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History of Marden

Marden [pronounced Mar-dern or Mar-den (emphasis on the first syllable)] comes from the Old English ‘mere’ meaning ‘mare’ and ‘denn’ as a ‘field, woodland pasture’; therefore a 'woodland pasture for mares'.


Marden parish church is a Grade: I listed building, dedicated to Saint Michael and All Angels. The Saxons built the first church, which the monks of Lesnes Abbey rebuilt around 1200, with additions and extensions over the next 200 years. The 15th century windows use stone from the Boughton Monchelsea quarry. In 1556, a fire destroyed the chancel, which for the next 30 years had no roof. To demonstrate their anger the parishioners stopped attending, and in 1573, Archbishop Parker labelled them the 'Heretics of Kent'. However, the arrival, in the following year of Salomon Boxer, as vicar, marked the beginning of a period of stability. In 1693, John Hodson cast and hung a tenor bell. Thomas Lester added two more in 1745, with Lester and Pack installing another bell in 1758. Pack and Chapman completed the six with a bell in 1775 and another two years later. In 1798, Edward Hasted described the Marden church as consisting of ‘three isles and three chancels, with a low square tower at the west end of it, in which there are six bells. It is situated very low and damp, at the west end of the town’. In 1868, the Victorians carried out a restoration of the church. The tower received attention in 1909, and at the same time, Alfred Bowell recast the six bells into a ring of eight.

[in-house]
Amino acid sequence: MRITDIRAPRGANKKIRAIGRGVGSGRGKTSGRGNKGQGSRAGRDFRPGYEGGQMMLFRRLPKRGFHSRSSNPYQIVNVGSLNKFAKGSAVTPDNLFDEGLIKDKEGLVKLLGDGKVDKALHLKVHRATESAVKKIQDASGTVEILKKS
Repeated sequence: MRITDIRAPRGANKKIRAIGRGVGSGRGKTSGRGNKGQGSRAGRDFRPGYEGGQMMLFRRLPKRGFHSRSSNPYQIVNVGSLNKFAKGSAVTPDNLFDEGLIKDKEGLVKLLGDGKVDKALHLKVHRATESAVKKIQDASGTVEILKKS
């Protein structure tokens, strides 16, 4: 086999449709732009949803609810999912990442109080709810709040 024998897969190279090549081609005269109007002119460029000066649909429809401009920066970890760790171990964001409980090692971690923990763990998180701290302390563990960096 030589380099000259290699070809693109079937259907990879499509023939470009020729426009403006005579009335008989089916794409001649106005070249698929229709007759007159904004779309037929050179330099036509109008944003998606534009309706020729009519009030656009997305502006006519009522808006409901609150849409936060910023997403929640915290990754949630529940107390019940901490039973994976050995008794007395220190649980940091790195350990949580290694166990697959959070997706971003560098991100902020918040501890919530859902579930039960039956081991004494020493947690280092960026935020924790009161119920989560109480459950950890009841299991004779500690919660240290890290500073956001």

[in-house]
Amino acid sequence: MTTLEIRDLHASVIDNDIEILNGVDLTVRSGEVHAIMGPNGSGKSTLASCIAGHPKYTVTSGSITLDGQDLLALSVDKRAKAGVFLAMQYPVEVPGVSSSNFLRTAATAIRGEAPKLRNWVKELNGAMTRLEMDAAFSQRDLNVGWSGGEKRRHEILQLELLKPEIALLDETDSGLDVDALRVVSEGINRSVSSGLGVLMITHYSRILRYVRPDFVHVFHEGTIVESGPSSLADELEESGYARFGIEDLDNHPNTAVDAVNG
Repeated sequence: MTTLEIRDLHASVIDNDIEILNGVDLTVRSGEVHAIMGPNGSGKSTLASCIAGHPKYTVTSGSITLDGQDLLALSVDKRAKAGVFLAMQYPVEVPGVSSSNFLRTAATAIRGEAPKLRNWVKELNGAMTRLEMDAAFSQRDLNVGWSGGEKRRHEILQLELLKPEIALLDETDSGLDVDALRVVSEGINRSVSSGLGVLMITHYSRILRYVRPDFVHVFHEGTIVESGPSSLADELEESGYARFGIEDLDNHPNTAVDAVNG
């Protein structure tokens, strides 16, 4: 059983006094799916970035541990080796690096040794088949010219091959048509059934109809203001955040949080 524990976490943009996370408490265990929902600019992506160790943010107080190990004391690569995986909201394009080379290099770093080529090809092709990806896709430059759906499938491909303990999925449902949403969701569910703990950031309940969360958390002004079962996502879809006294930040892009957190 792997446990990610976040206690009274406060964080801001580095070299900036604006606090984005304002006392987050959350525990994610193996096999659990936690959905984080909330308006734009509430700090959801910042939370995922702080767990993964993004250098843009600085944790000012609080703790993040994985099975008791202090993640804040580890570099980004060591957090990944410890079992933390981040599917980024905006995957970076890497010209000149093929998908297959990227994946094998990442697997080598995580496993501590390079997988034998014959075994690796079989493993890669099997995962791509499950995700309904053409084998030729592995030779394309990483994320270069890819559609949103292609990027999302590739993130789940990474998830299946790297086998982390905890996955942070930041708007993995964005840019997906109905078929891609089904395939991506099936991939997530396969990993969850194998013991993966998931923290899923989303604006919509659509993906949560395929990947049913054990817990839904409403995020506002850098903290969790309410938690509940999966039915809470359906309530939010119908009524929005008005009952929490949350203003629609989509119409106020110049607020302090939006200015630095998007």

Marden Railway Station opened on the South Eastern Railway’s London to Dover main line, in 1842.